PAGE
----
I press the electronic dimmer for the window from my seat on Air Canada’s Boeing 787 Dreamliner. I’m on flight 25 and the pilot just announced we’d be landing in Shanghai thirty minutes ahead of schedule. As the window magically brightens we descend through the low lying clouds, water beads dot my window.
I’m not dreaming. I’m minutes from China and one of the largest cities in the world.
“Has your adventure started?” a friend texts me. “Yes,” I respond. It started in early April when I packed up Doc, my motorcycle, and sent it to China.
Doc arrived here in Shanghai on April 25th. It’s been hanging in purgatory since.
I arrived in Vancouver on May 15th. And until about 13 hours ago, the future of “Doc”, riding any motorcycle in China and this television project has been in question.
I’ve wanted to get to know Vancouver for many years, though didn’t think I’d be forced to wander the city for three weeks in a state of wonder. Not that I wasted time there. I worked with the production crew almost daily discussing strategy, tactics and route options. Late nights spent with our executive producer communicating with China—during its business hours.
And I’ve reconnected with a number of friends, many I haven’t seen in years. Stephen Buckley lived next to me in the “pad of altercation”, as we called it during my days living on Newport Beach’s Balboa Peninsula. He’s a film animator, having spent more than five years living in New Zealand while working on Peter Jackson’s “Lord of the Rings” trilogy, in Malibu while working for Sony Pictures, and now in Vancouver working for Digital Domain on a number of Hollywood blockbusters.
The last time I was in Vancouver, I was riding “Doc” and on my way to Alaska—on the journey that inspired my book “FORKS”, and on my way through the vast and large province of British Columbia, vibrations from the rough roads caused one of my keys to spin off its keychain. The uniquely German Touratech GPS mount used a very unique key—one that I couldn’t find in the bustling BC city of Prince George.
My only key was lost. No duplicate, no backup. And no exact blank. This was a challenge Anne, a local locksmith, accepted and handled with ease—creating a new key from scratch. While she crafted her magic, I chatted with her partner, Wolfgang. Though I spent just a few hours with Anne and Wolfgang, the connection sustained—through my trip and beyond. I hear from Wolfgang who now lives in Vancouver. We reconnected over great sushi, beer and conversation. Sadly, Anne was sick and couldn’t join us.
Vancouver surprised me again when just the night before my flight, I connected with Johanna, founder of the Travel Eater blog—we connected during my Kickstarter campaign after she wrote a very nice overview of “FORKS.”
It’s wet in Shanghai. News here is there is no way I’m going to see or ride “Doc” in China. Perhaps with a fat bank account and closer connections to government and customs officials I could trim the more than five weeks process it would take to legally temporarily import “Doc”. So we are buying another motorcycle. It will be cheaper and faster, and we can begin filming this show.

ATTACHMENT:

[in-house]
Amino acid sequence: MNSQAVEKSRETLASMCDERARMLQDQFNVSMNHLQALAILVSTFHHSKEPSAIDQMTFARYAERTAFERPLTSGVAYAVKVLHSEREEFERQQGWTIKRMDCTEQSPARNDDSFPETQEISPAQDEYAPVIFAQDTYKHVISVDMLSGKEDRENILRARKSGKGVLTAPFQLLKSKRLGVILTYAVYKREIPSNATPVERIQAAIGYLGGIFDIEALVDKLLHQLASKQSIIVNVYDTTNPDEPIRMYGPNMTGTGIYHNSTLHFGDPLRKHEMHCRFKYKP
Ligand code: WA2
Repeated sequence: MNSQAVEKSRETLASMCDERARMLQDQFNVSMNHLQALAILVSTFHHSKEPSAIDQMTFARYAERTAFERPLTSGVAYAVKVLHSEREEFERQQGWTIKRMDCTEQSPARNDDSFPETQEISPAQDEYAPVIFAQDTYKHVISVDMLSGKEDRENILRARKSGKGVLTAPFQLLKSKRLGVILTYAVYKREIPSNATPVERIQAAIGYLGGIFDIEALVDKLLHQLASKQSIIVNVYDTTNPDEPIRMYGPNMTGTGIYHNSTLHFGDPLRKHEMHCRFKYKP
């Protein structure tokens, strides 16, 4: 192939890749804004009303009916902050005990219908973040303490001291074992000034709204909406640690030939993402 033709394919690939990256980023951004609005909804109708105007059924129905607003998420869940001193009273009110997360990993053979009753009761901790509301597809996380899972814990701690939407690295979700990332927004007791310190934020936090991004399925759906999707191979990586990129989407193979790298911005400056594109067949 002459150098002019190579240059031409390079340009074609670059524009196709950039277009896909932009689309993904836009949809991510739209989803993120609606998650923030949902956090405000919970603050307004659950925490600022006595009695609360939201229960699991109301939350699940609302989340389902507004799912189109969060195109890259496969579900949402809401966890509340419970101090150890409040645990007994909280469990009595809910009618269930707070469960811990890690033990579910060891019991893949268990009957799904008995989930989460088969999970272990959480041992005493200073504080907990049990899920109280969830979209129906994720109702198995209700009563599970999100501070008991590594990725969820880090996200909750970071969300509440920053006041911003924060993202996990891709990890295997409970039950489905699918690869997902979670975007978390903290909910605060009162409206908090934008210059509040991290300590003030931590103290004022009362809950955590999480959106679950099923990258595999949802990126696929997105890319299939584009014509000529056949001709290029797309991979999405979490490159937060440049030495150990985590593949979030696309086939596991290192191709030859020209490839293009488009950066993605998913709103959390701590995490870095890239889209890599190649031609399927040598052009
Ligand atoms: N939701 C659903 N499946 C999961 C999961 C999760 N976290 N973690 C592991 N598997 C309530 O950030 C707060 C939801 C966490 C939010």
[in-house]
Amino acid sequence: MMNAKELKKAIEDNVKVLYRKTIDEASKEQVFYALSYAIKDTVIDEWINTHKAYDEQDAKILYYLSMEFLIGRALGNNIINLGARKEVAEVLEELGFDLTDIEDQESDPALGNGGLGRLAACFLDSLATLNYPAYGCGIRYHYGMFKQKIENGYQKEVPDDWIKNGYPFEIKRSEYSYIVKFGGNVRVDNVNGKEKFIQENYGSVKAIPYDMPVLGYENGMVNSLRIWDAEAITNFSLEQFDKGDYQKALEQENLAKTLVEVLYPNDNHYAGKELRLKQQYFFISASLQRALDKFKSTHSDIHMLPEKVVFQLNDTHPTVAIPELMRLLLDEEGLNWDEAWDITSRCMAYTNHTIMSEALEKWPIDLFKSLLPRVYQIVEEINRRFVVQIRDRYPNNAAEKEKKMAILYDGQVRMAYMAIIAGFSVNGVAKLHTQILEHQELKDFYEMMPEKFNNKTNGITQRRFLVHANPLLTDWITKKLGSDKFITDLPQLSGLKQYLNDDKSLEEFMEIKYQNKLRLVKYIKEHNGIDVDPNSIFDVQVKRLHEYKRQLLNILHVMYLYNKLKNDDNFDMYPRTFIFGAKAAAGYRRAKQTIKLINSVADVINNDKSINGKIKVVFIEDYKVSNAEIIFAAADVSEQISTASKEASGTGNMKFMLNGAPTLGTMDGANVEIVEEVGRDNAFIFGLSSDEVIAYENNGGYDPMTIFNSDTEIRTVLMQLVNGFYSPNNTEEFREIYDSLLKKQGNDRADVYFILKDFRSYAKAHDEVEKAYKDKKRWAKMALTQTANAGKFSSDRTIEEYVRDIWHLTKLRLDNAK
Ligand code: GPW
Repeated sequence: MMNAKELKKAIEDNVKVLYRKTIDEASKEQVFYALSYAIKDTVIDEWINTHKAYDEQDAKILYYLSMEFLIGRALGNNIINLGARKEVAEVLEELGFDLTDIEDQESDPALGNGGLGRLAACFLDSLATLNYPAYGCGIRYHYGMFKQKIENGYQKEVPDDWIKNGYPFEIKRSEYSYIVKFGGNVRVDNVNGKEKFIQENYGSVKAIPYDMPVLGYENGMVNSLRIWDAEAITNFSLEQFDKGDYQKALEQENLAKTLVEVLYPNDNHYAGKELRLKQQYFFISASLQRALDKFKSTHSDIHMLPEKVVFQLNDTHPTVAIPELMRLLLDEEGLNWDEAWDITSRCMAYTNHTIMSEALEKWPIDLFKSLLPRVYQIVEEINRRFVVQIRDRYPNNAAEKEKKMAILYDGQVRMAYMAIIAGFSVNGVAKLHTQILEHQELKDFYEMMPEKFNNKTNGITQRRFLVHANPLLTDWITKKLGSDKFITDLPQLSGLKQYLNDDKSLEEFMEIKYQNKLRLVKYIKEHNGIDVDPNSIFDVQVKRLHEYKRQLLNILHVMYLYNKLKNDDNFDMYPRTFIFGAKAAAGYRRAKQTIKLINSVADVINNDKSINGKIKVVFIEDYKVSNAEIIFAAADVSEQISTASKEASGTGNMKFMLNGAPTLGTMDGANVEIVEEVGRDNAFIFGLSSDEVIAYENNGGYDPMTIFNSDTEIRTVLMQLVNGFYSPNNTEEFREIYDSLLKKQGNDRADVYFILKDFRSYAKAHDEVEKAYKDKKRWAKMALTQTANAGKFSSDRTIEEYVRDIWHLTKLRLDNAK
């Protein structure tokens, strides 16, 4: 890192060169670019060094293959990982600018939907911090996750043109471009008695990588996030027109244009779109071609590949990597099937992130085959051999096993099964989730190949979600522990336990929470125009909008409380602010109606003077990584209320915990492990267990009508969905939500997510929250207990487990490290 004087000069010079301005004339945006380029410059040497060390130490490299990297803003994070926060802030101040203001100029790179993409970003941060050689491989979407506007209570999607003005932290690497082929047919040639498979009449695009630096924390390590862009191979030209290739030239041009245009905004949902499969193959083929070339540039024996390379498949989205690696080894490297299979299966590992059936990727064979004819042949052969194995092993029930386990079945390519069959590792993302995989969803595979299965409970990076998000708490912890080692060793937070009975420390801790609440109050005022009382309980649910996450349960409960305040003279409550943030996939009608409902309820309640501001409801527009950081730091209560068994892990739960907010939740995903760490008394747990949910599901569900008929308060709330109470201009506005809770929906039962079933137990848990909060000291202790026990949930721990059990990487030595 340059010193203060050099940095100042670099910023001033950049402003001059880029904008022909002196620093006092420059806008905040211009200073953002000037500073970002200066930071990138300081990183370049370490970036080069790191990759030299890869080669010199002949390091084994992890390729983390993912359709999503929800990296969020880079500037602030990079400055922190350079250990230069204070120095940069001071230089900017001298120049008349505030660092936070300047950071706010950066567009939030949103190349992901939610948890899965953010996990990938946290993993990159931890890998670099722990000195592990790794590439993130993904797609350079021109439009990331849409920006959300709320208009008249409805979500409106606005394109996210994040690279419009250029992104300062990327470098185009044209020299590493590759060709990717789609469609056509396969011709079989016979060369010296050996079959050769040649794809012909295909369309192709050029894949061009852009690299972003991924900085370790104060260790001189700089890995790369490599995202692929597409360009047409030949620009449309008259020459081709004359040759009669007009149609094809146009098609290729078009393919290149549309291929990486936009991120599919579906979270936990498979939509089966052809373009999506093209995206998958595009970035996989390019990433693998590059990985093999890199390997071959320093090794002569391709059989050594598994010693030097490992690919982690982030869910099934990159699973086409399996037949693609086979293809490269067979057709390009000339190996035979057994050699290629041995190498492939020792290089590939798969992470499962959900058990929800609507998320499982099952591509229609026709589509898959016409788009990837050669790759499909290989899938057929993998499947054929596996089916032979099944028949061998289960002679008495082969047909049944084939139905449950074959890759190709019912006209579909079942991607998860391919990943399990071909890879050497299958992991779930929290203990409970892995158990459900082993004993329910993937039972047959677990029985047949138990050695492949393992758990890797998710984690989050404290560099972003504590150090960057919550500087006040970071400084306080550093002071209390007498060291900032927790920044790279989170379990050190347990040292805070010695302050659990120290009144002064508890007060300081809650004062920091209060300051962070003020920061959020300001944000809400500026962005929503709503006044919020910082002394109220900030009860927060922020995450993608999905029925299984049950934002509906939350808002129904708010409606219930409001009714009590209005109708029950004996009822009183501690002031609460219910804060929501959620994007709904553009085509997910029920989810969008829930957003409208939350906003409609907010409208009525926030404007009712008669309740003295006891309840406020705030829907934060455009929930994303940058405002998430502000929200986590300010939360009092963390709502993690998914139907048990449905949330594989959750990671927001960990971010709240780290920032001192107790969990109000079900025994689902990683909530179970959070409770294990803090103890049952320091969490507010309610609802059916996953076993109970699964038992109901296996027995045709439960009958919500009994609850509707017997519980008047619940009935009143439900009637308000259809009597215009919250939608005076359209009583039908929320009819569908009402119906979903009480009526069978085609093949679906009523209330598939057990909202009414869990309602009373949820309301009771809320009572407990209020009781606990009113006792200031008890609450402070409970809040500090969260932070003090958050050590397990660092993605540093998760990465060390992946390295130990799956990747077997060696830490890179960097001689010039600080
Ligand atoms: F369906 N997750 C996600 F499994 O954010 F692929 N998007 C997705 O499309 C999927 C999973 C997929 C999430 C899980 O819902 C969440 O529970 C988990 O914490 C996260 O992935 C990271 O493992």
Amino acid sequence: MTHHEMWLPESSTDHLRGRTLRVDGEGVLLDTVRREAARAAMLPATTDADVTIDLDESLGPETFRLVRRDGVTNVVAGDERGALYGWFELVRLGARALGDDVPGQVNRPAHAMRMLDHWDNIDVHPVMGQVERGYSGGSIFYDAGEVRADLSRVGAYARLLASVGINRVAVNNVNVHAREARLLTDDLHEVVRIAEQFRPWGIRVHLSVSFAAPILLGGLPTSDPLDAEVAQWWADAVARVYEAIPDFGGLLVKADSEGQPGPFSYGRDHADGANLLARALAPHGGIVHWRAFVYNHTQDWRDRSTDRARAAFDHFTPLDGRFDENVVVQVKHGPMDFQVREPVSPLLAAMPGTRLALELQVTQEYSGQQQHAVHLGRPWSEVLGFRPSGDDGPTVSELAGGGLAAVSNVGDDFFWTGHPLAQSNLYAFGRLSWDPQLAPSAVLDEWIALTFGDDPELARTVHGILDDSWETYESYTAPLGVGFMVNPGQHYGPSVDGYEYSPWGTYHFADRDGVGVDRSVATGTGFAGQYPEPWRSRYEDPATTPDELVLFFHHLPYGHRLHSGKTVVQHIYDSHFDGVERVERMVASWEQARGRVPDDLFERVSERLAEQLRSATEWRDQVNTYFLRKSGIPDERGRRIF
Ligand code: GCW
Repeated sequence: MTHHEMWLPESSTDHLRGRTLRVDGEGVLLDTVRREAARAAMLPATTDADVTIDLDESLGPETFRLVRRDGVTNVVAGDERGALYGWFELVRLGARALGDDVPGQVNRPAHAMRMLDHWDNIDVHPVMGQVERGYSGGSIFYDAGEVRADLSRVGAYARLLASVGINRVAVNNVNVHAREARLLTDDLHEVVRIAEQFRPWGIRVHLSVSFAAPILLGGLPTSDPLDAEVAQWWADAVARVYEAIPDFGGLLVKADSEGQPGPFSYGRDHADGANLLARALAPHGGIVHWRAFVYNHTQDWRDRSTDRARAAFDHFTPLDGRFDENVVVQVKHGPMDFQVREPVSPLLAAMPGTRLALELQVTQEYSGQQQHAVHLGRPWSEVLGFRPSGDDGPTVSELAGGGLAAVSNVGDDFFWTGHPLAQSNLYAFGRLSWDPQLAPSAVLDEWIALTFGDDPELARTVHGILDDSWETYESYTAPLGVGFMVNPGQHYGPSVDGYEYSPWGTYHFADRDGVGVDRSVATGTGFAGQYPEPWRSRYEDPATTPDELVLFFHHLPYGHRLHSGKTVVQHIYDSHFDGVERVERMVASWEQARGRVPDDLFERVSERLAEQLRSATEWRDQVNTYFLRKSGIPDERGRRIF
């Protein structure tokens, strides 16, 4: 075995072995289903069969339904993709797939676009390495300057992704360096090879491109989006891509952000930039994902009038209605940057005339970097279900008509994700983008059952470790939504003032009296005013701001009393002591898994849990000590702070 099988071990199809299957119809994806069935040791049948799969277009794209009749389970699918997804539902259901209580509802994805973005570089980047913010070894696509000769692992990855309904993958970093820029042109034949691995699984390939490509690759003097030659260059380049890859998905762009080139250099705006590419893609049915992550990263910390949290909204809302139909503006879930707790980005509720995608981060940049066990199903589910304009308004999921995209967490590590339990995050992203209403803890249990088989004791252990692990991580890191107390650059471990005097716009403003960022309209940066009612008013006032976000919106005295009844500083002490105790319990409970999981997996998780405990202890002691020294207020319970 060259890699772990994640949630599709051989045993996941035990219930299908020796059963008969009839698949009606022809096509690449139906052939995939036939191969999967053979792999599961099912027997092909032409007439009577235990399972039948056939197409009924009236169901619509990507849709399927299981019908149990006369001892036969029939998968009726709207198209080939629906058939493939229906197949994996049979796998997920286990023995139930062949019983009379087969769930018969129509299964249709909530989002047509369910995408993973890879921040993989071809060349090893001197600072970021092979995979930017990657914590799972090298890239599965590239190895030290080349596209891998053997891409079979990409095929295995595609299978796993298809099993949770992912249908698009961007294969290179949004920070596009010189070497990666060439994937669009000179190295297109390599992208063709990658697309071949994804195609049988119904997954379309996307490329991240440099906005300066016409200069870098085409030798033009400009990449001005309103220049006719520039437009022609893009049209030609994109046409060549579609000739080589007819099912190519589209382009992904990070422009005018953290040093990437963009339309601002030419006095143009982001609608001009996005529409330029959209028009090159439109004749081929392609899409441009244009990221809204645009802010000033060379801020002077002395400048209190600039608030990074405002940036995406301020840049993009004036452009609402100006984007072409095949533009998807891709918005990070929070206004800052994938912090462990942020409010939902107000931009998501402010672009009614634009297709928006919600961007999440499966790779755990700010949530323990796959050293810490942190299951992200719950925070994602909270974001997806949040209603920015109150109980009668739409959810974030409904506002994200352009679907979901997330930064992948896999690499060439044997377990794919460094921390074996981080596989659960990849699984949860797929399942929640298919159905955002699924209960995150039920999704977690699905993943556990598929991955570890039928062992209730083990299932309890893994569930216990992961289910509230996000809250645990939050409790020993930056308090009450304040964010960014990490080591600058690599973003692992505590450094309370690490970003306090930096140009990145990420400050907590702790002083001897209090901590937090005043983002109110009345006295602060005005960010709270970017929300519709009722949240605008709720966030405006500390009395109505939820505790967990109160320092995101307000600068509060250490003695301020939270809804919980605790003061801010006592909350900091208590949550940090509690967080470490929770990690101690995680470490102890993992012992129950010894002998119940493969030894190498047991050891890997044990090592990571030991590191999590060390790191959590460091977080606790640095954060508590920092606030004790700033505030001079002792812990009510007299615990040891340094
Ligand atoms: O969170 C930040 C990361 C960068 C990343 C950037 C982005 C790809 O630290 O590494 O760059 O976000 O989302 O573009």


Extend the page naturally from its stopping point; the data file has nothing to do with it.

“WongDoc” is a 2006 BMW F650GS Dakar, the same as the right, or original, “Doc.” I am on the way to inspect and, if all is in order, pick it up today. While we are waiting for the new license plate, the local BMW dealer in Shanghai will help me service the bike and outfit it the best we can for my Chinese adventure.
Walk With Me Around A Chinese City:
I will replace the stock BMW side panniers with Mosko Moto 35L Backcountry Panniers, soft bags. Sadly, I will not be able to use the best hard luggage in the world, my aluminum Jesse Luggage Odyssey Bags. Thanks to the good folks at Mosko Moto and Happy Trails, I received racks and luggage just yesterday.
The soft-bags will serve me well in China, especially with Mosko’s superb waterproof design with its removable dry bag and compression and expansion features. Mosko panniers can attach to many different soft and hard luggage racks, but the Happy Trails SL racks are custom designed for the F650GS, are light and easy to install. This experience proves to me that every adventure rider should have two sets of panniers in their arsenal: a solid hard bag system like the Jesse, and a soft-bag system such as Mosko’s Discovery.
I’ve practiced incredible patience over the past three weeks, and I refuse to dip into angry bitterness over the situation. I’m not sure where “Doc” will go next. I’d like to get the bike to Vietnam or Cambodia to use for the next episodes of the show. We are trying to sort through the logistics of moving the bike from the Chinese port. Perhaps later today, I’ll have good news.
In the meantime, I’m happy and ready to roll. I’m inching closer to Shanghai and see the massive modern skyline through the grey mist and haze. I’ll start my adventure there, on foot; Shanghai, like many Chinese cities, forbids motorcycles.
It’s true. I thought by now, I’d be beginning my last week of adventure in China. Feeling a bit shaggy, my first stop might be a Chinese barber and then perhaps a crash course in Mandarin. Shanghai calls, but I’m yearning for the countryside.